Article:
dioxin


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Related to dioxin: digoxin, furan

dioxin

 [di-ok´sin]
a highly toxic and teratogenic chlorinated hydrocarbon that is a trace contaminant in the herbicides2,4,5-T and agent orange.

di·ox·in

(dī-oks'in),
1. A ring consisting of two oxygen atoms, four CH groups, and two double bonds; the positions of the oxygen atoms are specified by prefixes, as in 1,4-dioxin.
2. Abbreviation for dibenzo[b,e][1,4]dioxin which may be visualized as an anhydride of two molecules of 1,2-benzenediol (pyrocatechol), thus forming two oxygen bridges between two benzene moieties, or as a 1,4-dioxin with a benzene ring fused to catch each of the two CH=CH groups.
3. A contaminant in the herbicide, 2,4,5-T; it is potentially toxic, teratogenic, and carcinogenic.

dioxin

(dī-ŏk′sĭn)
n.
Any of several carcinogenic, mutagenic, and teratogenic polychlorinated heterocyclic aromatic hydrocarbons that can occur as impurities in petroleum-derived herbicides and as byproducts of manufacturing chemicals and burning fuels and waste.
Any of a family of highly toxic chlorinated hydrocarbons in which 2 benzene rings are linked by 2 O2 atoms, which includes dibenzodioxins and dibenzofurans
Lab Increased PT, increased lipid levels

dioxin

Toxicology Any of a family of highly toxic chlorinated hydrocarbons Clinical In humans, intense chronic exposure causes weight loss, myalgias, insomnia, dyspnea, cold intolerance, irritability, peripheral neuropathy, hepatomegaly, hemorrhagic cystitis, chloracne, actinic elastosis, loss of libido, impotence Lab ↑ PT, ↑ lipid levels. See Agent Orange, Times Beach.

di·ox·in

(dī-ok'sin, dī-ok'sin)
1. A ring consisting of two oxygen atoms, four CH groups, and two double bonds; the positions of the oxygen atoms are specified by prefixes, as in 1,4-dioxin.
2. A contaminant in the herbicide, 2,4,5-T; its potential toxicity, carcinogenicity, and teratogenicity are controversial.

dioxin

a chemical byproduct of the manufacture of certain herbicides and bactericides, particularly tetrachlorodibenzo-paradioxin (TCDD), which is extremely toxic.

Dioxin

A toxic chemical found in weed killers that has been linked to the development of endometriosis.
Mentioned in: Endometriosis
References in periodicals archive ?
'The launch of the Dioxin Analyzer and the DFS Software Package for the DFS Magnetic Sector GC-HRMS demonstrates our continued commitment to help customers protect the integrity of the global food chain by providing access to advanced, analytical solutions that meets their individual requirements for the accurate quantification of dioxins and other POPs within any food or feed sample matrix.'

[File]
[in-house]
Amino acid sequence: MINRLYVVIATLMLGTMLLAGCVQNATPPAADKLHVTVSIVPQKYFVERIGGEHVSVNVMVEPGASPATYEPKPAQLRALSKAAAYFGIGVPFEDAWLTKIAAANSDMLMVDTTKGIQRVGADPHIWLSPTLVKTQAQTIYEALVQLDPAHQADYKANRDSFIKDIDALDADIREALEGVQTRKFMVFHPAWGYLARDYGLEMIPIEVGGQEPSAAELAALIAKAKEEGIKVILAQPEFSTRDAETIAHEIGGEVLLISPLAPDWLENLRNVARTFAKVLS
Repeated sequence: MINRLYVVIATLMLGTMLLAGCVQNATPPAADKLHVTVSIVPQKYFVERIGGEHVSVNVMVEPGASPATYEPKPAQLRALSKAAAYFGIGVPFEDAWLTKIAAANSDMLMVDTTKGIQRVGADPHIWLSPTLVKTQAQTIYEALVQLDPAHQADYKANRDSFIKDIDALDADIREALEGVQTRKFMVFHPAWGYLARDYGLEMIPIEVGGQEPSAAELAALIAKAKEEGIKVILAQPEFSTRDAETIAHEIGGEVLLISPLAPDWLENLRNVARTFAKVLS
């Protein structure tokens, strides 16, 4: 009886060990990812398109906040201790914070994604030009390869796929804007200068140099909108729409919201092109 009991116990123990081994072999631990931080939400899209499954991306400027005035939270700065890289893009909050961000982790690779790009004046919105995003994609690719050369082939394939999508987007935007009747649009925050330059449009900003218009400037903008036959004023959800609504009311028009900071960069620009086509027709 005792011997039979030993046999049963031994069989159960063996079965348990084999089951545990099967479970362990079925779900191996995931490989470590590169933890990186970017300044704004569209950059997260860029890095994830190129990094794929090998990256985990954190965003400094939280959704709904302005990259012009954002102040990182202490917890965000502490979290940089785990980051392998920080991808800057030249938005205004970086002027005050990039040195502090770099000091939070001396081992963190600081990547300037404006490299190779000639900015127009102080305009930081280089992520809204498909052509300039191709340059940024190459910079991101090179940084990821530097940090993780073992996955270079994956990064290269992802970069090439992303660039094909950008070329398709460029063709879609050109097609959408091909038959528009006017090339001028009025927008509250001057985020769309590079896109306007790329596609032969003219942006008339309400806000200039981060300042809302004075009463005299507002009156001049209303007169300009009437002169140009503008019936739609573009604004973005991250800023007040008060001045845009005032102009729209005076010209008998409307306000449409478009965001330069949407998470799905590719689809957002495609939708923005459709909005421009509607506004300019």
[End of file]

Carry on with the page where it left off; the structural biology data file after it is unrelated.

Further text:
Sorption concentration (Cs) of dioxin to soil followed the order of SS6<SS5<SS4<SS3<SS2<SS1with minor capacity of sorption among these soils.
Bien Hoa airport is considered as one of the dioxin hot spots in the country with about 500,000 cubic metres of dioxin contaminated land.
Dioxin made headlines several years ago at places such as Love Canal, Niagara Falls in the United States, where hundreds of families needed to abandon their homes due to dioxin contamination, and Times Beach, a town in Missouri that was also abandoned as a result of dioxin effluence.
Their use has resulted in hotspots of dioxin contamination, with concentrations of the chemical two to five-fold higher in affected areas in southern Vietnam than in non-contaminated regions.
"The ASME Research Committee on Industrial and Municipal Waste believed that the Society could provide a service by bringing together all pertinent information scientists understood about dioxin what it is, how it forms, how it is destroyed" said Velzy.
Previous analyses had indicated that serum concentrations of dioxins and dioxin-like compounds were associated with later pubertal onset among these boys.
Since the late 1980s, the federal government has employed a successful coordinated strategy across the country to reduce industrial dioxin emission levels and has performed cleanups at known dioxin-contaminated sites, including the former Times Beach site.
The Environmental Protection Agency plan has escalated a decades-long debate over the danger of dioxin, a family of chemical byproducts from industries such as pesticide and herbicide production, waste incineration and smelting.
A few weeks ago the VWA informed Feedinfo News Service that the dioxin was initially detected in egg samples taken under the Dutch national residue control plan for products of animal origin.
Meanwhile, pig and cattle farmers in Northern Ireland are pressing the Irish government for compensation after being forced to hold their animals and having exported meat returned at the height of December's dioxin crisis.
By identifying foods that do not contain dioxins, the number of samples that must be analyzed using HRGC/HRMS is reduced, significantly lowering the cost for laboratories to conduct these analyses.